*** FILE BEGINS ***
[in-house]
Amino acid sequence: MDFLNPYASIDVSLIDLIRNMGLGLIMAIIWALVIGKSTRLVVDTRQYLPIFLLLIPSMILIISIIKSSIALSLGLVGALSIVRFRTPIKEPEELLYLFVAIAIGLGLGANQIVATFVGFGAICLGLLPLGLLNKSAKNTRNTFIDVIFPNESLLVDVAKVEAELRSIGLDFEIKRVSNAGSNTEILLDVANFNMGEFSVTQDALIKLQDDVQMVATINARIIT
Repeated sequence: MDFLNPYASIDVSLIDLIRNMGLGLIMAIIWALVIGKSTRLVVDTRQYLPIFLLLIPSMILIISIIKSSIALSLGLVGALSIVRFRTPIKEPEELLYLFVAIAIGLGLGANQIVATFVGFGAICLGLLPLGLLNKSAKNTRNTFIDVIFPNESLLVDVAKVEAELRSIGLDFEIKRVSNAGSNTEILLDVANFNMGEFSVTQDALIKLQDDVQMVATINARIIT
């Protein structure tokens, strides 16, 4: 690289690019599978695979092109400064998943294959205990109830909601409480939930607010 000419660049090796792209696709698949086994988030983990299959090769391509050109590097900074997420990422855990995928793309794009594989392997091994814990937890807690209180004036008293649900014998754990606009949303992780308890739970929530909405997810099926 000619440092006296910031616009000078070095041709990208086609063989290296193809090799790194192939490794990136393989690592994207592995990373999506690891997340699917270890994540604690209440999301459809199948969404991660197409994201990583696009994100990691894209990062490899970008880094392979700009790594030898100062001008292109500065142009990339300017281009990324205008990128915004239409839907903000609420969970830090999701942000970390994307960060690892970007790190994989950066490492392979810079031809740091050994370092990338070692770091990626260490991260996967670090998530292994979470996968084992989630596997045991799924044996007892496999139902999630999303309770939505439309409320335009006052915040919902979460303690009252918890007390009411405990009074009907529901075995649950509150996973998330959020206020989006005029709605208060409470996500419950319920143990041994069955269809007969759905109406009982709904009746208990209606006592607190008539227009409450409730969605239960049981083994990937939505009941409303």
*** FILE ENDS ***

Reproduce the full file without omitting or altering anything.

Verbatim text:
[in-house]
Amino acid sequence: MDFLNPYASIDVSLIDLIRNMGLGLIMAIIWALVIGKSTRLVVDTRQYLPIFLLLIPSMILIISIIKSSIALSLGLVGALSIVRFRTPIKEPEELLYLFVAIAIGLGLGANQIVATFVGFGAICLGLLPLGLLNKSAKNTRNTFIDVIFPNESLLVDVAKVEAELRSIGLDFEIKRVSNAGSNTEILLDVANFNMGEFSVTQDALIKLQDDVQMVATINARIIT
Repeated sequence: MDFLNPYASIDVSLIDLIRNMGLGLIMAIIWALVIGKSTRLVVDTRQYLPIFLLLIPSMILIISIIKSSIALSLGLVGALSIVRFRTPIKEPEELLYLFVAIAIGLGLGANQIVATFVGFGAICLGLLPLGLLNKSAKNTRNTFIDVIFPNESLLVDVAKVEAELRSIGLDFEIKRVSNAGSNTEILLDVANFNMGEFSVTQDALIKLQDDVQMVATINARIIT
């Protein structure tokens, strides 16, 4: 690289690019599978695979092109400064998943294959205990109830909601409480939930607010 000419660049090796792209696709698949086994988030983990299959090769391509050109590097900074997420990422855990995928793309794009594989392997091994814990937890807690209180004036008293649900014998754990606009949303992780308890739970929530909405997810099926 000619440092006296910031616009000078070095041709990208086609063989290296193809090799790194192939490794990136393989690592994207592995990373999506690891997340699917270890994540604690209440999301459809199948969404991660197409994201990583696009994100990691894209990062490899970008880094392979700009790594030898100062001008292109500065142009990339300017281009990324205008990128915004239409839907903000609420969970830090999701942000970390994307960060690892970007790190994989950066490492392979810079031809740091050994370092990338070692770091990626260490991260996967670090998530292994979470996968084992989630596997045991799924044996007892496999139902999630999303309770939505439309409320335009006052915040919902979460303690009252918890007390009411405990009074009907529901075995649950509150996973998330959020206020989006005029709605208060409470996500419950319920143990041994069955269809007969759905109406009982709904009746208990209606006592607190008539227009409450409730969605239960049981083994990937939505009941409303």